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ivoh | January 17, 2018

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Why we need more media makers to be ‘builders’ who tell stories of resilience

Why we need more media makers to be ‘builders’ who tell stories of resilience

In a New York Times column earlier this week, David Brooks wrote about how to support people who are suffering from trauma and loss. The column is drawn from a compelling Soujourners piece written by Catherine Woodiwiss, who is recovering from a serious car accident and whose younger sister was killed in a horseback riding accident a few years ago.

The “art of presence,” Brooks and Woodiwiss explain, is complicated and nuanced. It’s not about saying “I know how you feel,” or “you’ll get over it”; it’s about sitting by someone’s side through the dark and uncomfortable moments. Though not directed at journalists, Woodiwiss’ advice holds valuable lessons for media professionals.

Woodiwiss makes a distinction between builders — who are there for you over long periods of time — and firefighters — who sweep in when something bad happens and then go away. When enduring trauma, it’s best to have both builders and firefighters by your side, she says:

In times of crisis, we want our family, partner, or dearest friends to be everything for us. But surviving trauma requires at least two types of people: the crisis team — those friends who can drop everything and jump into the fray by your side, and the reconstruction crew — those whose calm, steady care will help nudge you out the door into regaining your footing in the world. In my experience, it is extremely rare for any individual to be both a firefighter and a builder. This is one reason why trauma is a lonely experience. Even if you share suffering with others, no one else will be able to fully walk the road with you the whole way.

A hard lesson of trauma is learning to forgive and love your partner, best friend, or family even when they fail at one of these roles. Conversely, one of the deepest joys is finding both kinds of companions beside you on the journey.

Covering trauma is an inevitable part of the job for many media professionals. When school shootings, natural disasters and scandals happen, the media swoops into communities to cover them. In essence, they’re firefighters who help by reporting stories that inform the public about what happened. These stories are important, but over time they can make people feel like the world is a cruel and callous place.

Playing off Woodiwiss’ idea, what if more media makers were firefighters and builders?

Journalists who follow up on tragedies usually do so on anniversaries or when new information surfaces. If journalists made a bigger commitment to sticking with the story — by following one individual, family or community over an extended period of time — they could tell more stories about recovery. Too often, these stories get pushed aside because journalists are strapped for time and resources, or because they’re unsure of the return on investment. And sometimes, sources are reluctant to talk to or trust them.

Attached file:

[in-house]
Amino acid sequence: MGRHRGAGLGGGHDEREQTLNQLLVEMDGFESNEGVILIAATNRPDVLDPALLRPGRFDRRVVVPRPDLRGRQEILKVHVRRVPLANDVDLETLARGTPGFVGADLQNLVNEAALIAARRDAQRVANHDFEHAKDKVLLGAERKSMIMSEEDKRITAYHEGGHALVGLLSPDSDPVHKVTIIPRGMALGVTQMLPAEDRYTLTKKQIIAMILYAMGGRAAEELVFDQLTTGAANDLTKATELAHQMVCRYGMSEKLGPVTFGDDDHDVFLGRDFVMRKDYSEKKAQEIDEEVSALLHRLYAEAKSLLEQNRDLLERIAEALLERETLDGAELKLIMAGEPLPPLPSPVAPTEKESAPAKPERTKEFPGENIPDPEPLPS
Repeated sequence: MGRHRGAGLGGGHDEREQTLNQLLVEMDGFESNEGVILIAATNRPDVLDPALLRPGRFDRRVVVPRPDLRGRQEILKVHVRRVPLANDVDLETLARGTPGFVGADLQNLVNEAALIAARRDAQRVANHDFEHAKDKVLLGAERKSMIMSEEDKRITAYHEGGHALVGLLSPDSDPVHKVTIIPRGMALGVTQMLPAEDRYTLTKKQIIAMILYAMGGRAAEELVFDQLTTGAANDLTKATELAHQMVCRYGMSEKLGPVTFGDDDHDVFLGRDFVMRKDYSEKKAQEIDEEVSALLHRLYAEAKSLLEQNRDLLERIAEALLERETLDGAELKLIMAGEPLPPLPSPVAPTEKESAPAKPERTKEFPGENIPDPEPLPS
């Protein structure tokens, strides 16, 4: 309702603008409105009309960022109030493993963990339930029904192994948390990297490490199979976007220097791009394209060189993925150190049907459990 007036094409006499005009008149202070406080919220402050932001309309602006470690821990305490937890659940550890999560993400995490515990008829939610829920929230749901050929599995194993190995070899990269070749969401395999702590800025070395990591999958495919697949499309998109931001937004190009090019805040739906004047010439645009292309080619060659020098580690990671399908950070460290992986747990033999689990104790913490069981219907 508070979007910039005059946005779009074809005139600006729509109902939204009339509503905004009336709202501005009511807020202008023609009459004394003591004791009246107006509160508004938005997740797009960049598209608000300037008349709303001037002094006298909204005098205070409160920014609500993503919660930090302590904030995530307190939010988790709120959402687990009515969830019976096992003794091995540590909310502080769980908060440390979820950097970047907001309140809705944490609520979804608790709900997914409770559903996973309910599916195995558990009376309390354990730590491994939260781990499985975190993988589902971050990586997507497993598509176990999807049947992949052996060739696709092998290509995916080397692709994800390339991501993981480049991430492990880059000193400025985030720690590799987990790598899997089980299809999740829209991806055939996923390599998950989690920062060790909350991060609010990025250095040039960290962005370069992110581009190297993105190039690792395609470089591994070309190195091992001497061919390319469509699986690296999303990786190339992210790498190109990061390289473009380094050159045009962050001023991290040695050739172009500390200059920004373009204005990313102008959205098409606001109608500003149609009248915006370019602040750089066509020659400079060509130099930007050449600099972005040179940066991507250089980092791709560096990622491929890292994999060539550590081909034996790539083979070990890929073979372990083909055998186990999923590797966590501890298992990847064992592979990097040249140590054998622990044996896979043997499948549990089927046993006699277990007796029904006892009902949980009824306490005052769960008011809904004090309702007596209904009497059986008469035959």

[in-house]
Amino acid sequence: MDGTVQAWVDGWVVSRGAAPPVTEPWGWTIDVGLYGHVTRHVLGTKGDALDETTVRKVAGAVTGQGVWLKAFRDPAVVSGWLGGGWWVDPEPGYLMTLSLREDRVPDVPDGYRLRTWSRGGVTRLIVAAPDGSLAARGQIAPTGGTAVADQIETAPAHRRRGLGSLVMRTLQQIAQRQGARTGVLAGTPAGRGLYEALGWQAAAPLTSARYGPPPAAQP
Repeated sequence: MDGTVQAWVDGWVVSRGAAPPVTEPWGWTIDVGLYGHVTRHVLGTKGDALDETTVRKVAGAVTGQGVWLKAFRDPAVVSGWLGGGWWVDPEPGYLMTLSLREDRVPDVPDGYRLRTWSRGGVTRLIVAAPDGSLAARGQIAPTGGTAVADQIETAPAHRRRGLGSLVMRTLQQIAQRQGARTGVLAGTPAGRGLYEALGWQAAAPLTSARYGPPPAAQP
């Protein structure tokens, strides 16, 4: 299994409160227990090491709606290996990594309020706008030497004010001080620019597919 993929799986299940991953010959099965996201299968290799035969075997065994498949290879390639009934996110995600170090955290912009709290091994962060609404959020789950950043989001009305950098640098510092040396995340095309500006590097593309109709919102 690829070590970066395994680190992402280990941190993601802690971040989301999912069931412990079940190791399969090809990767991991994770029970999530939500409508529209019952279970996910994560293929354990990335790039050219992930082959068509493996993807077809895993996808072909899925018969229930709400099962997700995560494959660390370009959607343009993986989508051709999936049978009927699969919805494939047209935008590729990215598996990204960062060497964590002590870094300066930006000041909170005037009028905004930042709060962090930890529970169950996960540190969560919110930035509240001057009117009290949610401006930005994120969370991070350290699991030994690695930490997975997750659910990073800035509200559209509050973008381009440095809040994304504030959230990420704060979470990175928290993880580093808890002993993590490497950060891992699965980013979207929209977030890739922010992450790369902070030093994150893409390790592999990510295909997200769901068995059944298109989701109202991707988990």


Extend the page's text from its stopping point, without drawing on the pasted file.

I have a hunch, though, that if more journalists were builders, the public’s hardened view against them would soften over time. If more media professionals covered stories about resilience, they could do a great public service by helping people learn how to bounce back after times of tragedy.

Some news organizations’ efforts suggest this idea isn’t as utopian as it sounds. The BBC is one of the news organizations that sees value in resilience reporting. Its Media Action project is geared toward showing how the media can improve humanitarian responses and increase resilience. The BBC explains:

We aim to increase people’s ability to secure food and water, improve their economic security and opportunities, reduce their risk to disaster, and increase their ability to survive and cope with humanitarian emergencies. Media and communication can help build the resilience of people vulnerable to shocks and long-term trends by providing information, by changing attitudes towards risk and innovation, by supporting dialogue that will facilitate positive change and by encouraging greater accountability in service provision and policy making.

For one of its projects, BBC Media Action created a series of films aimed at helping people cope with life as a refugee.

Additionally, the Associated Press-NORC Center for Public Affairs Research has been studying the factors that make someone resilient. With funding from the Rockefeller Foundation, the Center is sponsoring a nine-month-long fellowship “to train a reporter to take a rigorous look at the academic literature on resilience,” the Columbia Journalism Review reported in November. Trevor Tompson, director of the Center, told CJR that the fellow will study data analysis and social sciences research to learn how to tell more nuanced stories about resilience:

A lot of the coverage of disasters had to be pretty anecdotal … There’s a lot of storytelling, but it’s hard to connect it to the big picture. … If [research is] not accessible to journalists for news then we’re missing a huge opportunity to get that information out there to people who could really use it. … This fellowship is a win-win kind of arrangement.

If more media makers covered resilience, they could play a more instrumental role in rebuilding communities — something the Knight Foundation has recently given news sites funding for. This type of coverage could not only help communities in need, but give the general public reason to believe the world is a better place than most headlines make it out to be.